by Lara Arbid
I was first introduced to Travis’ work with an image from his tribe series. Kamen is pictured in a blue background with stars on his cheekbones, sprinkled with glitter, touched with clouds and lightning on his collarbones. It was an image that spoke beauty and fantasy. In Travis’ words, has a hint of nostalgia and little bit of magic.
By Lara Arbid
There’s something about the color pink. Pop, creamy neutral, fuschia, baby pink. It’s bold and energetic yet calming, but also delivers a sense of happiness that’s hard to explain. It seems to be everywhere nowadays, and it’s what’s most appealing about Laurence Philomene’s work. Laurence is a photographer, curator and director based in Montreal. Her work is a representation of self-exploration of identity, but most importantly, creating what feels most natural to her as an artist.
If you’re familiar with Japanese Blythe dolls, that’s a start in understanding the development of Laurence’s aesthetic. At an early age she began collecting these dolls, posting their photos on Flickr to a growing community of collectors online. It was the freedom of playing with positions and poses of the dolls that yielded an attractive aesthetic for her. From then on, photography became an escape in high school. Laurence took photos of herself, of her friends, and moved on to study photography in college.
There’s a lasting power in beautiful images. A photo presents a moment in time that is a snapshot of the artist’s world through his or her lens. For Laurence, photography was very much an escape from reality in her early days. She began placing her inner world within the real world through her work. Over time Laurence managed to turn this fantasy world into real life with what she calls “a little universe that I’ve created for myself.” She was motivated to create dreamy scenarios as a way of escaping the dull world of high school. In contrast, Laurence feels her work now showcases a fantasy bubble she lives in, and less about creating a fake scenario. Her surroundings have changed, as has her motivation to create. Everyone around her is open-minded, queer and accepting, allowing her work to become a personal and safe space.
What’s most valuable about Laurence’s work is her apparent honesty. Her aesthetic is extremely cohesive, and though it seems like there’s a continuous narrative, Laurence explains she’s never been good at telling stories. “They’re overwhelming to me,” she says. It shows me another dimension of her honesty as an artist when she explains she’s not good at making up stories either. For Laurence, it’s about showing what’s there and the beauty of it.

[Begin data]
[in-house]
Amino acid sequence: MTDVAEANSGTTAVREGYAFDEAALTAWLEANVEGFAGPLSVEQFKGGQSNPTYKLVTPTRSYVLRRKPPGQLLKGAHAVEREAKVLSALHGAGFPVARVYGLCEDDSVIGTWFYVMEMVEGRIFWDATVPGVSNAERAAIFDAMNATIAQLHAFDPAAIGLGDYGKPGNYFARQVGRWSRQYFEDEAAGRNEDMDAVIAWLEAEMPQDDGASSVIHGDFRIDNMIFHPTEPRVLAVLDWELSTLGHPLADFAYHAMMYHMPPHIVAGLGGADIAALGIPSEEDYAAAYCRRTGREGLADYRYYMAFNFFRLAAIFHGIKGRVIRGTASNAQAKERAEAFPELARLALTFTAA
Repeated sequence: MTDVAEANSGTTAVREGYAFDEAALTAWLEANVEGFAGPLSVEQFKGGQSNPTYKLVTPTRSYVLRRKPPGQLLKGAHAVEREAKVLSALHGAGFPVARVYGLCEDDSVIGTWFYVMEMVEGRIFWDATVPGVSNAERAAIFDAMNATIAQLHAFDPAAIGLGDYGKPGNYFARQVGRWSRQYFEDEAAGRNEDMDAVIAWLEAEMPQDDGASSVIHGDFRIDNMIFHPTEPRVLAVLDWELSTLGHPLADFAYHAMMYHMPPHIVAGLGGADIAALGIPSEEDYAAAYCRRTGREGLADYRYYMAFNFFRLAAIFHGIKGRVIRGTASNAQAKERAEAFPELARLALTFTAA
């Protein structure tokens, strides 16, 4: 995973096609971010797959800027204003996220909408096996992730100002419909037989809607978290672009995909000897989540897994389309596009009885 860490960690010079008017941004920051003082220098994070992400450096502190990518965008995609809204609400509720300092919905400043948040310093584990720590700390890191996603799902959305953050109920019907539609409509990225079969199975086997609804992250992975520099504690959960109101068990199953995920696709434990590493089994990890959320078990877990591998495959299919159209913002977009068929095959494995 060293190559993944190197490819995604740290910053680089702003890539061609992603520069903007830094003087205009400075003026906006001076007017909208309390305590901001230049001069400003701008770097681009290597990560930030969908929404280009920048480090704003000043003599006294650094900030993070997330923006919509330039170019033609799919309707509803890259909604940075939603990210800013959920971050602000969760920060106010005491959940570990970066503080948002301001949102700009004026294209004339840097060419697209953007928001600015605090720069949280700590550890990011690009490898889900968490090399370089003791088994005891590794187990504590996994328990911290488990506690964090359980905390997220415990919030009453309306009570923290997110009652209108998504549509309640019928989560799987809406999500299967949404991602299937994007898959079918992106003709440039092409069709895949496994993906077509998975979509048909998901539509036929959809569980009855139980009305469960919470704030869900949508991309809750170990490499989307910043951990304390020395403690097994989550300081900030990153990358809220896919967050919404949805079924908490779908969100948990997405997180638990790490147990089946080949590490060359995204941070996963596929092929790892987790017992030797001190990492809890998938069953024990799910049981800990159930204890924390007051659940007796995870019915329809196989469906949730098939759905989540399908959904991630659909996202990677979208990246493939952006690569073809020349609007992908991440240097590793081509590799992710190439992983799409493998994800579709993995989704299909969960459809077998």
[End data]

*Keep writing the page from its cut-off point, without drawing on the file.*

There’s certainly a link between all of her photos: her use of color and very simple composition. Laurence doesn’t have any rules or patterns, but simply creates what’s appealing to her visually. Her minimal approach is what presents such memorable imagery. “It’s my camera, myself and that’s it.”
For a long time, Laurence’s work was less about telling stories but largely about herself. Her past work projected her feelings on gender and identity. She explored this through a great deal of self-portraits, becoming obsessed with the idea of looking at herself. Fascinatingly, this transitioned into a series called Me versus Others, where she began to dress people as herself and photographed them. The motivation behind this series was to deal with this discomfort of photographing her body. “At first I felt uncomfortable, but I wanted to continue to take self-portraits. This felt like a way around it by using other peoples bodies,” Laurence explains. Through time it started to shift and become more about examining what objects and themes she associated with her identity. She also expresses that she has created a character of this false version of herself through this series. One powerful image from this series captures a Cheeto orange-haired figure against a millennial pink background. The fuzzy wrap adds textural play that is representative of Laurence’s style, and a coherent feature in her work.
Laurence’s work transitioned into collaborations with people who vocalized how they want to be represented. This was an interesting shift that started to tie in many of the themes explored in Laurence’s work, such as gender, identity, softness, friendship, and intimacy. When her subjects were asked how they wanted to be represented, some would dive deep into a fantasy self, wishing to be presented as a pop star for example. Others, in contrast, stayed grounded in their reality. Her work as a young artist brings value to relationships and strengthening communities. Laurence shows us the worth of presenting intimacy and communicating friendship in photos, while also pushing individuals to dream and self-build.